Feds Call for State-Local Cooperation on Pedestrian and Cyclist Safety

Infrastructure for vulnerable users includes bike lanes, crosswalks and signals that allow pedestrians to cross before vehicles.

Infrastructure for vulnerable users includes bike lanes, crosswalks and signals that allow pedestrians to cross before vehicles. Citizen of the Planet/UCG/Universal Images Group via Getty Images

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Connecting state and local government leaders

The Biden administration is urging state DOTs to turn to local governments as they plan for projects to make streets safer for people outside of vehicles.

The Biden administration is pushing state transportation departments to work with local leaders to reduce the number of vehicle crashes involving pedestrians, cyclists and other vulnerable street users.

The Federal Highway Administration’s emphasis on states working with local governments and community groups comes as part of the agency’s directions for complying with the 2021 infrastructure law. The $1.2 trillion package requires states to assess the safety of vulnerable users on their roads by next November, and to develop strategies or identify projects that can help keep those people safe.

The additional reporting requirement comes as non-motorists have become a larger share of the people killed in traffic crashes. About a fifth of all road deaths in 2021 were people who were not in vehicles.

“It is up to all of us to keep those who walk, bike or roll safe as they travel,” Transportation Secretary Pete Buttigieg said in a statement. “Because of the Bipartisan Infrastructure Law, states have new resources to improve safety for vulnerable travelers, make our roads safer and more accessible for all, and help move us closer to reaching the ultimate vision of zero fatalities.”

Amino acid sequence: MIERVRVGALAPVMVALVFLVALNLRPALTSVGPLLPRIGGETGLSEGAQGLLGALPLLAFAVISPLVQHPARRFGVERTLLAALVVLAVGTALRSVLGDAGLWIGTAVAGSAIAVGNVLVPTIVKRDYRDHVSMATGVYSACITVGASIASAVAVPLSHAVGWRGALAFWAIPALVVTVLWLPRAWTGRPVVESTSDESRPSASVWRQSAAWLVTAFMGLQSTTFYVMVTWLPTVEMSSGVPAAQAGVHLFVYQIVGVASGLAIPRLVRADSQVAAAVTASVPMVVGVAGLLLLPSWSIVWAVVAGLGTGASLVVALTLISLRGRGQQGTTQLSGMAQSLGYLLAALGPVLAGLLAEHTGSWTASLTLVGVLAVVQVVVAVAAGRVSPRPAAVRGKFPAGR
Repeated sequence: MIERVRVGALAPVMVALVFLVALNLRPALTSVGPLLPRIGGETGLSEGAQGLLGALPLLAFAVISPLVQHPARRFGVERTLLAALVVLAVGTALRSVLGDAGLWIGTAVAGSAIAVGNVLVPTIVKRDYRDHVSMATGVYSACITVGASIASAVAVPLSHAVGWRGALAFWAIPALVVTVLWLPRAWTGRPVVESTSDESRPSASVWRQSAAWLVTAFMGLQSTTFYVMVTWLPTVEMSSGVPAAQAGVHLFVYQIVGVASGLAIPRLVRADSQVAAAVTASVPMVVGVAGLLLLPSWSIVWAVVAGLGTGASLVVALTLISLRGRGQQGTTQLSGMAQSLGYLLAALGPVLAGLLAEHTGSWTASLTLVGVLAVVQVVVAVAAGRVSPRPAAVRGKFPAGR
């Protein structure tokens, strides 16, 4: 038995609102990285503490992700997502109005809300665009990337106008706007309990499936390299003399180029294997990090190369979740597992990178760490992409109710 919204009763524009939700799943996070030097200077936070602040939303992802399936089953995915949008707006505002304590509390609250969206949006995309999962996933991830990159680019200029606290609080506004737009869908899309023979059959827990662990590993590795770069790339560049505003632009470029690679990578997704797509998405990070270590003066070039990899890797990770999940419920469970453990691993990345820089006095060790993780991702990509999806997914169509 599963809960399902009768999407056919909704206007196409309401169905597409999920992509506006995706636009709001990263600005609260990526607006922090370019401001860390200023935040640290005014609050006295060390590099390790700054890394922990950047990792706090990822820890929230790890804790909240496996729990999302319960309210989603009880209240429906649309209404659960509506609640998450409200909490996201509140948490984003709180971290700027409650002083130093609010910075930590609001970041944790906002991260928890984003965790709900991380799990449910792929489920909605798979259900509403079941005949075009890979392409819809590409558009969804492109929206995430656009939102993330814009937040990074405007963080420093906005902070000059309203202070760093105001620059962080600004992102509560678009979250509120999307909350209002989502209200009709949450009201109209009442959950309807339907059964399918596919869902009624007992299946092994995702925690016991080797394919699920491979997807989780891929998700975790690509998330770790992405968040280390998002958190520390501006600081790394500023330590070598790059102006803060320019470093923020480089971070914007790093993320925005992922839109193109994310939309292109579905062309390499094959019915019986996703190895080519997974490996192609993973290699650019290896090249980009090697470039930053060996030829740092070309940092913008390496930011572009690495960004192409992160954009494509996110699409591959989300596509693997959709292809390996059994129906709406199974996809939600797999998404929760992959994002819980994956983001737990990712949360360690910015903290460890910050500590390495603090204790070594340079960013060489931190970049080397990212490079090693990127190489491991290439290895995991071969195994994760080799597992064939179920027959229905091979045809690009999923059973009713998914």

The highway agency’s 19-page guidance document fleshes out how states can comply with the new reporting mandate. But the recommendations do not have the force of law.

In fact, many agencies, particularly from Republican-led states, have criticized the Biden administration for emphasizing its priorities in previous guidance materials that, they say, go beyond what Congress included in the Infrastructure Investment and Jobs Act.

But the Biden administration has stuck with its approach, including in the guidance released Friday.

And Buttigieg reinforced the message when he addressed a convention of the American Association of State Highway and Transportation Officials in Florida last week.

“Not just dedicated highway safety dollars but every penny [of state transportation funding] could and should do something about transportation safety,” Buttigieg told the group. “There are lives at stake. In the military, if you save three lives on the battlefield, you win a medal. Yet everyone at this table has a chance to save hundreds of lives every day.”

As part of the infrastructure law, states must compile data on vehicle crashes involving non-motorists. They also are required to track demographic data about the people killed in those crashes, and in the areas where the crashes occurred.

The FHWA encouraged states to use outside sources of information, including local governments, while assembling that data. It also recommended that state agencies work with other groups in places where fatalities and serious injuries are high. That approach, the federal agency noted, would promote the Biden administration’s goal of racial equity, because non-white road users make up a disproportionate share of traffic deaths.

“This guidance can help states identify what safety issues for those outside of a vehicle need to be addressed and where,” said Stephanie Pollack, the acting head of the FHWA.

“States are then positioned to incorporate the results as they make decisions about their safety investments. It also improves transportation equity by making sure extensive dialogue with relevant stakeholders takes place and the concerns of those most at risk in towns, cities and underserved communities are heard through better public engagement at the local level,” she added.

The document encouraged states to identify projects that separate different types of road users in time and space, with features such as bike lanes, pedestrian islands, leading pedestrian intervals on stoplights, removing vehicle travel lanes and adding warning devices for pedestrian crossings.

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